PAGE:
Tilapia (6 oz): 163 calories, 34 grams protein, 3 grams fat, 0 grams carbs
Tuna, canned (6 oz): 197 calories, 43 grams protein, 1.4 grams fat, 0 grams carbs
As Rauch notes, fish is another excellent protein source for a weight loss diet. “Fish is a high-quality protein that is low in saturated fats,” she says. “The fat found in fish comes in the form of omega-3 fatty acids. So, the combination of ‘good’ fats and protein makes it an excellent choice if you are trying to eat healthier and lose weight. Some of the best choices? Lean white fish, such as cod and flounder. Salmon and tuna are also excellent sources of protein.”
Firm tofu (6 oz): 180 calories, 18 grams protein, 9 grams fat, 6 grams carbs
Silken tofu (6 oz): 80 calories, 8 gram protein, 4 grams fat, 4 grams carbs
If you’re looking for variety or you are vegetarian, tofu — made from soybeans — is an important source of protein to have in your diet. “It is a complete protein, which means that it contains all nine essential amino acids,” says Rauch. “Tofu comes in a variety of textures from silken to firm, and it takes on the flavor of what you marinate it in or cook with it. This makes it another versatile ingredient to add to a meal.” Keep in mind that silken tofu has noticeably less protein per serving than firm.
Strips (6 oz): 240 calories, 42 grams protein, 4 grams fat, 10 grams carbs
Seitan (pronounced “say-tan”) might be unfamiliar to you, but it is highly nutritious — and it contains the same amount of protein in 6 ounces as beef or chicken thighs. “Seitan is made from wheat gluten and mimics the texture of meat with an umami taste,” says Rauch. “By itself, the flavor is mild, so you’ll want to add marinades or sauces.” This meat alternative is also a complete protein source, though it doesn’t have much lysine (an essential amino acid). A simple fix: Eat it with lysine-rich foods, like beans, peas, or lentils.
Strips (6 oz): 326 calories, 34.5 grams protein, 18 grams fat, 13 grams carbs
Made from cooked and soaked soybeans (and sometimes brown rice, as well) that have been formed into a block, tempeh (pronounced “tem-pay”) is another excellent meat alternative. It’s also a complete protein, and has little to no saturated fat. “Similar to tofu as it takes on the flavor of whatever you cook with it, tempeh has a nuttier flavor than tofu, and it’s textured,” explains Rauch. Season it as you would any other protein source, though it’s particularly delicious in a stir fry.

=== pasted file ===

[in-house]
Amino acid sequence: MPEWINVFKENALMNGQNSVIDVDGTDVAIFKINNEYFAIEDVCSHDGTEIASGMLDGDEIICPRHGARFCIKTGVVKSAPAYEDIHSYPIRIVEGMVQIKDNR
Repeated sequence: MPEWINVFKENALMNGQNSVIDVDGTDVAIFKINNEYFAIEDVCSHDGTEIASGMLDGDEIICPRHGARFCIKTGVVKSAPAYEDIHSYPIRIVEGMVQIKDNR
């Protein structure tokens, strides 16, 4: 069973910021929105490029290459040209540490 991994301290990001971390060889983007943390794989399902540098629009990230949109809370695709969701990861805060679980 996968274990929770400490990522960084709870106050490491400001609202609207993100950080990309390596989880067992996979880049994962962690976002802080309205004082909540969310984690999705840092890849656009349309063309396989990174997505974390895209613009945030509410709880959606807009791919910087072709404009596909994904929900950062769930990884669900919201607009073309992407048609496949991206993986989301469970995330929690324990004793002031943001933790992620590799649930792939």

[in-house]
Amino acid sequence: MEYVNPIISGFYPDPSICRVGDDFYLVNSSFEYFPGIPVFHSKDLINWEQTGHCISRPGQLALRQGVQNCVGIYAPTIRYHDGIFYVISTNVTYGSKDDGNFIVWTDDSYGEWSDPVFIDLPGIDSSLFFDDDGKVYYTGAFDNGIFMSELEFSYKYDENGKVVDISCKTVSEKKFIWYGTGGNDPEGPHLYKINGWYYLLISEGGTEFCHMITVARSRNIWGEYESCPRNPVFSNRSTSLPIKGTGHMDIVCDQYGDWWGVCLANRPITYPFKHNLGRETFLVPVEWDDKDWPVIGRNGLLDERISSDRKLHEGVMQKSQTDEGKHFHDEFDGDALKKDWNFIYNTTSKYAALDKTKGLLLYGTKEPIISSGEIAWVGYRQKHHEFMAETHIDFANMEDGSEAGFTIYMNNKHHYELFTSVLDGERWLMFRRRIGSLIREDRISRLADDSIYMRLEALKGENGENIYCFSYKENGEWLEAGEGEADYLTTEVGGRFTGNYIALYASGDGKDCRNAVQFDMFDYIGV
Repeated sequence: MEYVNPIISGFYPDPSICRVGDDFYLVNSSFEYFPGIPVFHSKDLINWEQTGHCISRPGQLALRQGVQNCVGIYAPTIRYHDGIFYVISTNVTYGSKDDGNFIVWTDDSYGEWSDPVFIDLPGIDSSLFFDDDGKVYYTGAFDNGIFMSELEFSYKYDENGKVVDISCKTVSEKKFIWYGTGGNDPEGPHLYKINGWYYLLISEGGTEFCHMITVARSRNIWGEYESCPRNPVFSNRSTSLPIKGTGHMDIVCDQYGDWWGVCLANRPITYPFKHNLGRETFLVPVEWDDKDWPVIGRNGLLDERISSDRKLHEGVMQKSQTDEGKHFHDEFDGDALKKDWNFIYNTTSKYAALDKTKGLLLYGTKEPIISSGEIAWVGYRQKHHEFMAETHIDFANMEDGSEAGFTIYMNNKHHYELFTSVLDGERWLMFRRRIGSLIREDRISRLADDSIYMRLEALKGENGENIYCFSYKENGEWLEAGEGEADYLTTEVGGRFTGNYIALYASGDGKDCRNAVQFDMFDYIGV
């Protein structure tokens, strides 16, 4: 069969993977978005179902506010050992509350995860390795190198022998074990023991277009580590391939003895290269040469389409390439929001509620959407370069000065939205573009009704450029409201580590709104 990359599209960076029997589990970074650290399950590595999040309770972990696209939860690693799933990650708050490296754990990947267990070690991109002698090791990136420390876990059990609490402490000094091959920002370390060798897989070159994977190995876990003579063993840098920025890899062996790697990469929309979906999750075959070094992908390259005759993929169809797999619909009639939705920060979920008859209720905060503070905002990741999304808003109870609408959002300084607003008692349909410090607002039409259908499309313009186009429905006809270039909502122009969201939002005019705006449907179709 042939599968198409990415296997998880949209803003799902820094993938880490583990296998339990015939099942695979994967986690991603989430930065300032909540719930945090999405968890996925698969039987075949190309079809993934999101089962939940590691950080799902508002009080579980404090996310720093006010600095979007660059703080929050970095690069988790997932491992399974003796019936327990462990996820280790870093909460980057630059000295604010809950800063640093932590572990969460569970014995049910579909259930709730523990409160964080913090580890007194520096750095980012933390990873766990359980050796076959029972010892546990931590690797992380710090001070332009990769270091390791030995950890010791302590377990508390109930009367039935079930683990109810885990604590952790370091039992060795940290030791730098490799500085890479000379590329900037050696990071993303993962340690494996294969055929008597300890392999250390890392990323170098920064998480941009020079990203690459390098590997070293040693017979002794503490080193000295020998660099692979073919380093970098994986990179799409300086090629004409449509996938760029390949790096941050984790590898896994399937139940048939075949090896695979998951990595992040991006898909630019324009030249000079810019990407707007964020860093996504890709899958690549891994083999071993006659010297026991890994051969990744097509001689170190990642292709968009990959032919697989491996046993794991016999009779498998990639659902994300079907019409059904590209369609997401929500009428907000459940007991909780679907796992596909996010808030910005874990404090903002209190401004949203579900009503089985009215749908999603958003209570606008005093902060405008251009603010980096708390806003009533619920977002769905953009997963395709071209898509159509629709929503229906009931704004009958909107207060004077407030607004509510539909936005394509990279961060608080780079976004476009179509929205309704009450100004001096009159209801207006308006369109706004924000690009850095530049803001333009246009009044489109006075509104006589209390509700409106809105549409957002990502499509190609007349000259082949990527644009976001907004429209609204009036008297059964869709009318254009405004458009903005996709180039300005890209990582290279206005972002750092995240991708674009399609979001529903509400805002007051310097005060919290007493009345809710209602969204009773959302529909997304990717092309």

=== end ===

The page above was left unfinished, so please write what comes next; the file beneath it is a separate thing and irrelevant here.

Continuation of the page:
How Much Protein You Should Eat in a Day
Unfortunately, there’s no one-size-fits-all recommendation for how much protein you should eat daily on a weight loss diet. “The Recommended Daily Amount (RDA) for protein is determined by multiple factors, including but not limited to: weight, activity level, age, and muscle mass,” explains Rauch. “The RDAs have been set by the Food and Nutrition Board since 1941. The estimated requirements set for protein is 0.8g per kilograms body weight, daily.” For an estimate of how much protein you should eat based on your activity level, try this protein calculator.
While there isn’t one protein source that is best for weight loss, a few stand out as front runners: chicken breast, fish, and seitan. Chicken breast has the most protein per serving, while fish is lower in calories and contains omega-3 fatty acids. Seitan is an excellent meat alternative because of its high protein content, though its important to eat it with foods high in lysine. No matter what type of protein you eat weekly, watch your seasonings — fatty and salty marinades can set you back in your quest to lead a healthier lifestyle.
News Source: https://www.womansworld.com/posts/health/protein-source-weight-loss